(Adds economic growth forecasts, policy and mid-term election political context)
By Hugh Bronstein
BUENOS AIRES, Jan 3 (Reuters) - Argentina’s central bank on Tuesday announced a seven-day monetary policy rate of 24.75 percent, unchanged from the 35-day reference rate it had maintained for the previous four weeks.
The bank released a statement saying that December inflation was likely to be under 1.5 percent, a figure would show that consumer price increases are decelerating in line with the bank’s objectives.
In September, the bank said it will continue to set its policy rate on a weekly basis in 2017 but no longer tie the rate to short-term Lebac securities. It will instead use the seven-day interbank lending rate as its reference rate.
Consumer prices are estimated to have risen about 40 percent in 2016 with the economy in recession. Inflation is seen at 21 percent this year and 14.9 percent in 2018, according to a poll of analysts released by the central bank earlier on Tuesday.
“The central bank will continue to maintain a clear anti-inflationary bias to ensure that the disinflation process continues toward its target of inflation between 12 percent and 17 percent during this year,” the statement said.
The bank began targeting inflation last year after unorthodox monetary policymakers under Argentina’s previous president, Cristina Fernandez, relied on printing pesos to keep the economy afloat during her two terms.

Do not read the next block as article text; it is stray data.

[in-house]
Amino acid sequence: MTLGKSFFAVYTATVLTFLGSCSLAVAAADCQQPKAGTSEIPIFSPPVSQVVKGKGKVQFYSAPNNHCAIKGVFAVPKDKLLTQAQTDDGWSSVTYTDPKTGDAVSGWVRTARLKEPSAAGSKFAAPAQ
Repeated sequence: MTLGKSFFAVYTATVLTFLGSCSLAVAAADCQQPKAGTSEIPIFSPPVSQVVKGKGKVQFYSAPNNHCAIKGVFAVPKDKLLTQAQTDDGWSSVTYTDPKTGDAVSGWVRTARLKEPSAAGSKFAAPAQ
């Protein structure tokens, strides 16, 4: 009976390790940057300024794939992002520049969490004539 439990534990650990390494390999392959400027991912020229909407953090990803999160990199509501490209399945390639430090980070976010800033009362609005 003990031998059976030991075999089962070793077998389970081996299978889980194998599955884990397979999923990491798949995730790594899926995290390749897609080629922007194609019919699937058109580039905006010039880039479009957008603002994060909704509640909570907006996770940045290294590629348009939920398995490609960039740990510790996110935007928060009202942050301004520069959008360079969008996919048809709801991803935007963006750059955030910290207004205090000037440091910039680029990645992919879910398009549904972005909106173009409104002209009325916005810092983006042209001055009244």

Gross domestic product is expected to grow 3 percent this year, according to the median forecast given by the 50 analysts polled by the central bank. The estimate was unchanged from the previous month’s central bank poll but well under the government’s forecast of 3.5 percent economic growth in 2017.
President Mauricio Macri was elected a year ago on a platform of dismantling Fernandez’s trade and currency controls. He has made sweeping policy changes, but the wave of foreign investment that he promised has been slow to manifest itself.
He needs to get the economy moving ahead of October’s mid-term elections, which will determine his ability to get the rest of his free-market reform program through Congress before the end of his first term in 2019. (Editing by Steve Orlofsky and Lisa Shumaker)